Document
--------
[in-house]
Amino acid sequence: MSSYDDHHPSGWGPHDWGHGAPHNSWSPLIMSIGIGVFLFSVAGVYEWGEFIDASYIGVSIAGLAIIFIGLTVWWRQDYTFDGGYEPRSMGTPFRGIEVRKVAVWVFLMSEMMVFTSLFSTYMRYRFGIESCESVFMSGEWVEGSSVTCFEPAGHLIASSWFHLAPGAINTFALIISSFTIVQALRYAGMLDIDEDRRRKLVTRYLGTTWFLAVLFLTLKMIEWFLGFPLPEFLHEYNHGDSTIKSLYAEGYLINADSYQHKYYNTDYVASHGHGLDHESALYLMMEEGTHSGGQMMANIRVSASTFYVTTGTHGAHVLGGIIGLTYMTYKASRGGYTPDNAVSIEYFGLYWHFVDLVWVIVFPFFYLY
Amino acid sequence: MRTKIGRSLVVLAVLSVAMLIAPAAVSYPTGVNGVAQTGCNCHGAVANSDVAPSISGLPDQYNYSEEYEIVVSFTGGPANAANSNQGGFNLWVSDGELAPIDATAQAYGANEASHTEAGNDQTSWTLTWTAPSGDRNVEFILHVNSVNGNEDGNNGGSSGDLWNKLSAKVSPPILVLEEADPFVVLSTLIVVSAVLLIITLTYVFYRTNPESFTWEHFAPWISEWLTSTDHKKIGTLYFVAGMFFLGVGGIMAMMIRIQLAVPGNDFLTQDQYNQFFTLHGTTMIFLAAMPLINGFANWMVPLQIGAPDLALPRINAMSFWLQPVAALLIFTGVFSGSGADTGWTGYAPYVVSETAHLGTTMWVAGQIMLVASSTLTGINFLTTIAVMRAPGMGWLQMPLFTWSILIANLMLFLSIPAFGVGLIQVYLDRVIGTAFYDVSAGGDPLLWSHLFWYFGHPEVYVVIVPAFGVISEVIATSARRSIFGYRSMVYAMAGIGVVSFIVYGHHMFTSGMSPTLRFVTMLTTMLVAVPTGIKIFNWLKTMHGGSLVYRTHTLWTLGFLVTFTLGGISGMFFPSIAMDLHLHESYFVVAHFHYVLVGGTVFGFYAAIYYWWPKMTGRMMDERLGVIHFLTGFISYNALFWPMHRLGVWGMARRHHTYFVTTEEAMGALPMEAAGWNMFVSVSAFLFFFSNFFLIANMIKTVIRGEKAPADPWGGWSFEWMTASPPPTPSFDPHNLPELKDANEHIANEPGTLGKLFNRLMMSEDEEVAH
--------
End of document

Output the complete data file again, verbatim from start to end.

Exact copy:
[in-house]
Amino acid sequence: MSSYDDHHPSGWGPHDWGHGAPHNSWSPLIMSIGIGVFLFSVAGVYEWGEFIDASYIGVSIAGLAIIFIGLTVWWRQDYTFDGGYEPRSMGTPFRGIEVRKVAVWVFLMSEMMVFTSLFSTYMRYRFGIESCESVFMSGEWVEGSSVTCFEPAGHLIASSWFHLAPGAINTFALIISSFTIVQALRYAGMLDIDEDRRRKLVTRYLGTTWFLAVLFLTLKMIEWFLGFPLPEFLHEYNHGDSTIKSLYAEGYLINADSYQHKYYNTDYVASHGHGLDHESALYLMMEEGTHSGGQMMANIRVSASTFYVTTGTHGAHVLGGIIGLTYMTYKASRGGYTPDNAVSIEYFGLYWHFVDLVWVIVFPFFYLY
Amino acid sequence: MRTKIGRSLVVLAVLSVAMLIAPAAVSYPTGVNGVAQTGCNCHGAVANSDVAPSISGLPDQYNYSEEYEIVVSFTGGPANAANSNQGGFNLWVSDGELAPIDATAQAYGANEASHTEAGNDQTSWTLTWTAPSGDRNVEFILHVNSVNGNEDGNNGGSSGDLWNKLSAKVSPPILVLEEADPFVVLSTLIVVSAVLLIITLTYVFYRTNPESFTWEHFAPWISEWLTSTDHKKIGTLYFVAGMFFLGVGGIMAMMIRIQLAVPGNDFLTQDQYNQFFTLHGTTMIFLAAMPLINGFANWMVPLQIGAPDLALPRINAMSFWLQPVAALLIFTGVFSGSGADTGWTGYAPYVVSETAHLGTTMWVAGQIMLVASSTLTGINFLTTIAVMRAPGMGWLQMPLFTWSILIANLMLFLSIPAFGVGLIQVYLDRVIGTAFYDVSAGGDPLLWSHLFWYFGHPEVYVVIVPAFGVISEVIATSARRSIFGYRSMVYAMAGIGVVSFIVYGHHMFTSGMSPTLRFVTMLTTMLVAVPTGIKIFNWLKTMHGGSLVYRTHTLWTLGFLVTFTLGGISGMFFPSIAMDLHLHESYFVVAHFHYVLVGGTVFGFYAAIYYWWPKMTGRMMDERLGVIHFLTGFISYNALFWPMHRLGVWGMARRHHTYFVTTEEAMGALPMEAAGWNMFVSVSAFLFFFSNFFLIANMIKTVIRGEKAPADPWGGWSFEWMTASPPPTPSFDPHNLPELKDANEHIANEPGTLGKLFNRLMMSEDEEVAH